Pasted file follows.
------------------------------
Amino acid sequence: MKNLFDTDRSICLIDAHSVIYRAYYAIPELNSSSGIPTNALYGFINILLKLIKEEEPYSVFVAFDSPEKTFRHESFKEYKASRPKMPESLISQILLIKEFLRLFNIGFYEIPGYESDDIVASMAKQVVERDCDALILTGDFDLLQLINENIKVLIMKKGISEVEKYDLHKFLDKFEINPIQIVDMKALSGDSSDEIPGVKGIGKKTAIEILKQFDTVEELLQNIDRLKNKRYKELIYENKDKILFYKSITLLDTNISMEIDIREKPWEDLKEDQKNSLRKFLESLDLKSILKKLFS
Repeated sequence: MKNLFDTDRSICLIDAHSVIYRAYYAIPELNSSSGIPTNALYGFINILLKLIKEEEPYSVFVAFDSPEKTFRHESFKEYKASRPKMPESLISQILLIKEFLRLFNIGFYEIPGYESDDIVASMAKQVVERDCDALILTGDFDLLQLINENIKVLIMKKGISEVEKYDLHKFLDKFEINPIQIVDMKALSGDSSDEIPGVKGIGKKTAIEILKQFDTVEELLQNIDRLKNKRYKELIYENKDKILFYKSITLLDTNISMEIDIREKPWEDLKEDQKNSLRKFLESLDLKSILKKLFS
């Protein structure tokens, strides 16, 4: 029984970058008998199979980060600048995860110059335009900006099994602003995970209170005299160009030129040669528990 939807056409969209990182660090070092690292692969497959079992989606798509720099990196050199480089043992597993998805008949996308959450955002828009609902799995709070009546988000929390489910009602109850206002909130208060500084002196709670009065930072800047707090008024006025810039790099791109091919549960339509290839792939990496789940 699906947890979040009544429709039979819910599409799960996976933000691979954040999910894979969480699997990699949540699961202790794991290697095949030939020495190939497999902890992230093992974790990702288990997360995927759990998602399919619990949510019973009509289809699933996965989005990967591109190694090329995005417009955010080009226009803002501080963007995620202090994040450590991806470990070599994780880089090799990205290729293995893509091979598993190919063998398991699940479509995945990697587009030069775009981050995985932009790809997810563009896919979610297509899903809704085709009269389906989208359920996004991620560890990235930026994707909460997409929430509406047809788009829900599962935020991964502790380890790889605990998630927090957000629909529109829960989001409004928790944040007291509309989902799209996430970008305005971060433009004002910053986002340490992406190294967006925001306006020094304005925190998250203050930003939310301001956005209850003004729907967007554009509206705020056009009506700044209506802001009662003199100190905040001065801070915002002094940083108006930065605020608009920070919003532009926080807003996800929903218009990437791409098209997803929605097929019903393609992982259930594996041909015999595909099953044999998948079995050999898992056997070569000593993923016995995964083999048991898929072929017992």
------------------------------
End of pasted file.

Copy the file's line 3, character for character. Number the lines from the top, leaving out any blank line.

């Protein structure tokens, strides 16, 4: 029984970058008998199979980060600048995860110059335009900006099994602003995970209170005299160009030129040669528990 939807056409969209990182660090070092690292692969497959079992989606798509720099990196050199480089043992597993998805008949996308959450955002828009609902799995709070009546988000929390489910009602109850206002909130208060500084002196709670009065930072800047707090008024006025810039790099791109091919549960339509290839792939990496789940 699906947890979040009544429709039979819910599409799960996976933000691979954040999910894979969480699997990699949540699961202790794991290697095949030939020495190939497999902890992230093992974790990702288990997360995927759990998602399919619990949510019973009509289809699933996965989005990967591109190694090329995005417009955010080009226009803002501080963007995620202090994040450590991806470990070599994780880089090799990205290729293995893509091979598993190919063998398991699940479509995945990697587009030069775009981050995985932009790809997810563009896919979610297509899903809704085709009269389906989208359920996004991620560890990235930026994707909460997409929430509406047809788009829900599962935020991964502790380890790889605990998630927090957000629909529109829960989001409004928790944040007291509309989902799209996430970008305005971060433009004002910053986002340490992406190294967006925001306006020094304005925190998250203050930003939310301001956005209850003004729907967007554009509206705020056009009506700044209506802001009662003199100190905040001065801070915002002094940083108006930065605020608009920070919003532009926080807003996800929903218009990437791409098209997803929605097929019903393609992982259930594996041909015999595909099953044999998948079995050999898992056997070569000593993923016995995964083999048991898929072929017992």